I always love quoting my friend, Catherine Cox, who once said that when her daughter was born, she realized she loved her more than evolution required. And that points to the enchantment of the world. It points to the incredible care we have for each other at the core of our bearing, the power of love in the world. And we get reminded of that and that essential goodness of transcendent love through those moments of beauty, the moments we glimpse from time to time.
I’m a big admirer of Dorothy Day, who lived in the first part of the 20th century, and devoted her life, not only to serving the poor, but living within the poor, among the poor, she was a beautiful writer. And at the end of her life, Robert Coles asked her if she would write a memoir. And she said, you know, I tried, once I sat down with a piece of paper and I wrote at the top of it, a life remembered. And then she told Coles, I just sat there and thought of our Lord and his visit to us all those centuries ago. And I said to myself that my great luck was to have had him on my mind for so long in my life. That’s just a moment of tranquility and beauty that inspires.
Now I turn to our country. Our country is in a storm, or maybe an earthquake. I think the earthquake started and around five or six years ago, forces of protest and activism rose up. On the one hand, the populism elected Donald Trump. There were school shootings. There were young adults facing the reality that their life might be worse off economically than their parents. There were the killings of Eric Garner, Michael Brown and Tamir Rice, the beginnings of the black lives matter movement. An earthquake of all sorts of dimensions had begun COVID-19 and the killing of George Floyd hit like hurricanes in the middle of that earthquake. They are not the source of the change we’re enduring, but they have accelerated every trend.
And there’s a growing awareness that we are struggling to rise up to this moment. We had one great task this year to defeat this disease and we are failing at it. We have failed to care for the common good and the social whole. There’s great marching. There’s also great shock. People are changing their opinions. They’re facing police brutality. They’re facing the sins endemic so long in our culture. And it’s hard to know where things will sit. It’s hard for me as a commentator to make sense of it all some days. So it’s testing faith.
Americans are less patriotic now than at any time in our history. 71% of Americans are angry about the country. Only 17% of Americans are proud about the state of our country. A lot of people look around at the conditions of this country, how African Americans are treated, how communities are collapsing, how Washington doesn’t work. And none of it makes sense. None of it inspires faith and none of it do, they feel a part. And we have to admit that a lot of today’s distrust is earned distrust. People lose faith in each other when people are untrustworthy to each other. Institutions fail, people don’t look out for each other. And this is a danger.
When congregations lose faith in God, the church collapses. When people lose faith in each other, the nation collapses. If you don’t breathe the spirit of this nation, if you don’t have a fear sense of belonging to each other, you’re not going to sacrifice for the common good. And I think if we look around, we see that beauty is produced by storms as well. There’s beauty, even in the storm, we’re in.
In 1770, amongst another moment of national storm, that storm produced the preamble to articulation. All men are created equal and they’re endowed by their creator with certain unalienable rights. The storm of the 1860s bought Lincoln’s Second Inaugural. With malice toward none with charity for all, with firmness in the right, as God gives us to see the right, let us strive to finish the work we are in, to bind up the nation’s wounds.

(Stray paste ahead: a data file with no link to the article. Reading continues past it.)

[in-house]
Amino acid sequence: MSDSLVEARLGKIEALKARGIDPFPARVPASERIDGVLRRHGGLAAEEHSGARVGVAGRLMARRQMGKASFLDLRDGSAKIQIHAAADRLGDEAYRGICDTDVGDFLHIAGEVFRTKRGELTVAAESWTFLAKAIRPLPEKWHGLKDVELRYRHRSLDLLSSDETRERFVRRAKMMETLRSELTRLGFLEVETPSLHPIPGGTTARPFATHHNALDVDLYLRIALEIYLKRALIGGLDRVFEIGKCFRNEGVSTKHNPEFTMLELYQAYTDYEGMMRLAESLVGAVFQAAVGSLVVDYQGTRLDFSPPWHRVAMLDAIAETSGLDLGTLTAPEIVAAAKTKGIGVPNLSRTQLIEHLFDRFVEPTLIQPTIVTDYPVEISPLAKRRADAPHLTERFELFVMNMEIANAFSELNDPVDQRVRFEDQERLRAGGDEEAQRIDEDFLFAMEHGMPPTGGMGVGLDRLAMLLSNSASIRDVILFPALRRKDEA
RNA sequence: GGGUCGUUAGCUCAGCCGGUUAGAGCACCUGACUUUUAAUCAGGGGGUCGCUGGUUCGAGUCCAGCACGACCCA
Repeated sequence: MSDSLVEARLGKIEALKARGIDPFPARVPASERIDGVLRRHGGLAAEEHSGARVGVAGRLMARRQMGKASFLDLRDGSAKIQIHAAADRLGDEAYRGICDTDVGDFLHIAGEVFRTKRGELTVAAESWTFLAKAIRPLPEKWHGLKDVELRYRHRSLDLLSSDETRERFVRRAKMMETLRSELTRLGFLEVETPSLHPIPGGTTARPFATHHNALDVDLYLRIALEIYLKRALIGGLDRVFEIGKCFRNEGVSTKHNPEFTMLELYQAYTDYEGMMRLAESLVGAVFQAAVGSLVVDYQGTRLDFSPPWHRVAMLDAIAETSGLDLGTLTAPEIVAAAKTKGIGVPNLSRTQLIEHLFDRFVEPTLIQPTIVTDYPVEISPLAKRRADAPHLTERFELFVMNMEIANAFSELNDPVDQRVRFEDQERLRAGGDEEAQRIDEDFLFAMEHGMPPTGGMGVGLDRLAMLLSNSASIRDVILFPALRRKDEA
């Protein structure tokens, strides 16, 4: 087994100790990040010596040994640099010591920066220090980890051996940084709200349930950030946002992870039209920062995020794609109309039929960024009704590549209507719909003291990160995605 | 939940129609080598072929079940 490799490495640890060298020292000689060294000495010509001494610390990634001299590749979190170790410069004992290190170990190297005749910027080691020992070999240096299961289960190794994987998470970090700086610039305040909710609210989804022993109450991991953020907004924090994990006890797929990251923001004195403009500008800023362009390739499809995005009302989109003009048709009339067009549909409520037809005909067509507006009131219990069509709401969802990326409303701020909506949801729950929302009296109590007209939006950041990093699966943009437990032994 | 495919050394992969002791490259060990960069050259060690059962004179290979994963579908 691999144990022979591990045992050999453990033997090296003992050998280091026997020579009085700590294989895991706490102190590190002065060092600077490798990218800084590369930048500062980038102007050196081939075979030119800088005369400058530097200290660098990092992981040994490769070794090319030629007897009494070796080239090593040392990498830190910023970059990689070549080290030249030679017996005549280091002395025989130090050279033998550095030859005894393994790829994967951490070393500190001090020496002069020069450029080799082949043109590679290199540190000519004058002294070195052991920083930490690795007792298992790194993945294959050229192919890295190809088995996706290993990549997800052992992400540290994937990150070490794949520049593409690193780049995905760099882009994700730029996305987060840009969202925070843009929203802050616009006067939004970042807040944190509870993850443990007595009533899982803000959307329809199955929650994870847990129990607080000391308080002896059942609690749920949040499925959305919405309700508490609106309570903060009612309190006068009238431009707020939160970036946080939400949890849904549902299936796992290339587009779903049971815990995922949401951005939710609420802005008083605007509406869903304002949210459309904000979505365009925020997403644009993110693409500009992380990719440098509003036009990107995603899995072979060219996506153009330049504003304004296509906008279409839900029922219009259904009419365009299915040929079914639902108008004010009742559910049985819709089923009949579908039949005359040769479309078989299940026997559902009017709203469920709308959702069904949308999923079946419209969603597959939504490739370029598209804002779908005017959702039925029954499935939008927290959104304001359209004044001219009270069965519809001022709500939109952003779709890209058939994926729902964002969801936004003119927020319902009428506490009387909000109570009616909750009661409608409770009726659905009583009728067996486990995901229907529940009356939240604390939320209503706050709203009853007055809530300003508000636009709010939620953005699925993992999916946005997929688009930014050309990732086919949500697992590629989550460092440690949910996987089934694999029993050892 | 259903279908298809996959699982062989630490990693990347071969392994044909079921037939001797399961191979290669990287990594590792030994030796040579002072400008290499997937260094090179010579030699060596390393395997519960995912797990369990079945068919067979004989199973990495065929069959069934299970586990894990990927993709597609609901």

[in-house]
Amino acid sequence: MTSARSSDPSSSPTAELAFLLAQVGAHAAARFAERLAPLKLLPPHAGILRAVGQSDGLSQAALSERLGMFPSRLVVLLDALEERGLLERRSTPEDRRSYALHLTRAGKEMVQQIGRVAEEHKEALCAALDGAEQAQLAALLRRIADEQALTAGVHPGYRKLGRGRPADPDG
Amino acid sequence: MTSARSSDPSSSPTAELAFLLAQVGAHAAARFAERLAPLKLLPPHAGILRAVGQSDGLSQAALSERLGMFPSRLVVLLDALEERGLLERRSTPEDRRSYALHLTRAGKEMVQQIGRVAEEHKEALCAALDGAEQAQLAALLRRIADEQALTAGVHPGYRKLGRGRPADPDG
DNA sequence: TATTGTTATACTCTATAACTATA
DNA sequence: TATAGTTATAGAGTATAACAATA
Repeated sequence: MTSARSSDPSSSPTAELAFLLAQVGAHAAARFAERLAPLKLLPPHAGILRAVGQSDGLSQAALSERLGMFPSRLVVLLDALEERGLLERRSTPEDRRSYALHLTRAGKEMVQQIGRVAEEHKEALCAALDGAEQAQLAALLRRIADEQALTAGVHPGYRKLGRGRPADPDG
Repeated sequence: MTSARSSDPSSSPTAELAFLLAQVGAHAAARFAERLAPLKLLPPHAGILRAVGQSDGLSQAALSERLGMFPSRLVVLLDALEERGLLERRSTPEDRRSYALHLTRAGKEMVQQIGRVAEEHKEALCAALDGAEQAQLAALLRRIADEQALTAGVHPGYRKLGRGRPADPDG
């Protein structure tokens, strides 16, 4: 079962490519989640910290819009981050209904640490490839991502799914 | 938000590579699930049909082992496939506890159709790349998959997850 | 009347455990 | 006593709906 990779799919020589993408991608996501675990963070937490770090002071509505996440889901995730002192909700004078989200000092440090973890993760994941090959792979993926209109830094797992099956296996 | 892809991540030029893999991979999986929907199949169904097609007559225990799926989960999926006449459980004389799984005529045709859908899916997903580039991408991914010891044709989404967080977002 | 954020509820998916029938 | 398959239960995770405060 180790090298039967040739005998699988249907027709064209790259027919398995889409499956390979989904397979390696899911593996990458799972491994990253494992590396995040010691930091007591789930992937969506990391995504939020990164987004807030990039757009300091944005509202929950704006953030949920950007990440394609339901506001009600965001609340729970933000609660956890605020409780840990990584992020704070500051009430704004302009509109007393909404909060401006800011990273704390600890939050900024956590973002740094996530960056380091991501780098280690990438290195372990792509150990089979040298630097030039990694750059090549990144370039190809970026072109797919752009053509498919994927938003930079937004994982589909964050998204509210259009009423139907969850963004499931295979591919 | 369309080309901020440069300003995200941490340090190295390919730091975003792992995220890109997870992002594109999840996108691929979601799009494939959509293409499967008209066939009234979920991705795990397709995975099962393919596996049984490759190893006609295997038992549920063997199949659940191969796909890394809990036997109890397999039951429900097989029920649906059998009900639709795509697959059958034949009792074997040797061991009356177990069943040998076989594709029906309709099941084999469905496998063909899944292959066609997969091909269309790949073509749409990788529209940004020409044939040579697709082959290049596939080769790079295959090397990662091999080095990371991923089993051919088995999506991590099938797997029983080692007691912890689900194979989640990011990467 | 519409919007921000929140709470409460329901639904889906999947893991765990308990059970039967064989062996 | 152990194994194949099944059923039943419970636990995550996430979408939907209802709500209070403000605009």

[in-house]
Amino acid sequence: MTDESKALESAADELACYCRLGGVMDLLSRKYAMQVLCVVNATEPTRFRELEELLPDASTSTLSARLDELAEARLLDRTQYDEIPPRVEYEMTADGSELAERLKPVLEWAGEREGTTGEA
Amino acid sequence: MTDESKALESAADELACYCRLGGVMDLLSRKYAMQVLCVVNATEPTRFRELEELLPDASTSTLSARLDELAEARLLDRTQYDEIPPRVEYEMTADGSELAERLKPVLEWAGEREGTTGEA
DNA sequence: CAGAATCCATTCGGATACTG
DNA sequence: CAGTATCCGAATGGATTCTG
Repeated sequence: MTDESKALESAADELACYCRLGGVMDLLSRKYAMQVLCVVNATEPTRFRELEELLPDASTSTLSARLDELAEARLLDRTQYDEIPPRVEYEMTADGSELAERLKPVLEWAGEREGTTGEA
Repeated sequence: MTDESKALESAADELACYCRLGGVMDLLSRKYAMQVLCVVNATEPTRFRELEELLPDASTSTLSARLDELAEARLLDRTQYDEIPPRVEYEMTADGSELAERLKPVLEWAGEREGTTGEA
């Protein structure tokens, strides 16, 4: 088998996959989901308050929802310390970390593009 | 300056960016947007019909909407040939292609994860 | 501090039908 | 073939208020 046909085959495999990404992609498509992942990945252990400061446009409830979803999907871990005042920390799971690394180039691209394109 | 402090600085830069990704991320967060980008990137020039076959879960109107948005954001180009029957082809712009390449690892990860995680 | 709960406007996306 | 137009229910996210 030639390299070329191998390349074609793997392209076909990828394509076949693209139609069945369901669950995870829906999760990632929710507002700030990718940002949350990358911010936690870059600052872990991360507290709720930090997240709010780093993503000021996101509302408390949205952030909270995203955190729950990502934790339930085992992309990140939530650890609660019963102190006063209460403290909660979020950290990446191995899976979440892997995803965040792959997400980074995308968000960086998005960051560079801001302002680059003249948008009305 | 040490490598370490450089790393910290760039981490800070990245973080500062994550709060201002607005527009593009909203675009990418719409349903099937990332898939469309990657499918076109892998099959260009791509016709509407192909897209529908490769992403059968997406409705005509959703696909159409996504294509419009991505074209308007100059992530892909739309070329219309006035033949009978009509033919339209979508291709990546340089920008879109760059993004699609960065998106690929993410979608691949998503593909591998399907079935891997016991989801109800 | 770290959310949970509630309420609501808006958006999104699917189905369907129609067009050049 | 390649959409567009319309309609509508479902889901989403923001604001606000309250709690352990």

I’ve been reading Albert Murray of late. He’s an African American writer who in the 1970s published a book called The Omni Americans. One of his points in that book is that the storm and the struggle of being an African American in this country created a culture of beauty and strength. That was manifested, particularly in his mind, in the blues. He wrote that the blues ballot is a good example of what the blues are about. Almost always relating a story of frustration. It could hardly be described as a device for avoiding the unpleasant facts of black life in America. The sense of wellbeing that always goes with swinging the blues is generated, as anyone familiar with black dance halls knows, not by obscuring or denying the ugly dimensions of human nature, circumstances and conduct, but rather through the full sharp and an inescapable awareness of them. When a black musician or dancer swings to the blues, he or she is making an affirmative and hence exemplary heroic response to the human condition. It is in the storm directly facing this storm and making an affirmative response. And we see beautiful responses around us.
And so I guess the first message I’d like to leave you with, is one familiar to our tradition, be not afraid. Storms are normal parts of life. Storms end. Storms are moments of transition, when bad things go away and new things are born. They’re moments of creativity.
The second thing I’d like to leave you with is that in storms, it seems we have two systems of response. We have the normal bodily response, which is fight or flight, fear and anger. But another style of response emerges from our souls. From that core piece of ourselves that doesn’t have any shape, size, color or weight, but gives us infinite value and dignity. And this response is an aesthetic response. It’s the one that causes us to hunger for beauty, to be called by beauty to partake in beauty, to pay attention to compassionate actions, to sacrifice for a neighbor, to keep a neighbor safe.
These actions and these acts of beauty, like the Sermon on the Mount, like the Lincoln Second Inaugural often involve flipping the script, upending values. On one level, these acts of beauty and pure gift and loving care are radically illogical. They are vulnerability in the face of danger. They are gentleness in the midst of bitterness. They are compassion in the midst of strife, but these are the acts that have the power to shock. These are the acts that have the power to open hearts. These are the acts that have a power to shock a revolution in our culture and in our consciousness.
We don’t get to choose our condition. We do get to choose our response. And even in the bitterness of this hard time, I’ve seen individual acts and collective acts of giving and change and facing hard truths and uncomfortable conversations that are a little sparks of beauty in what has all been rocky and dark. Thank you for your attention. God bless our beautiful nation.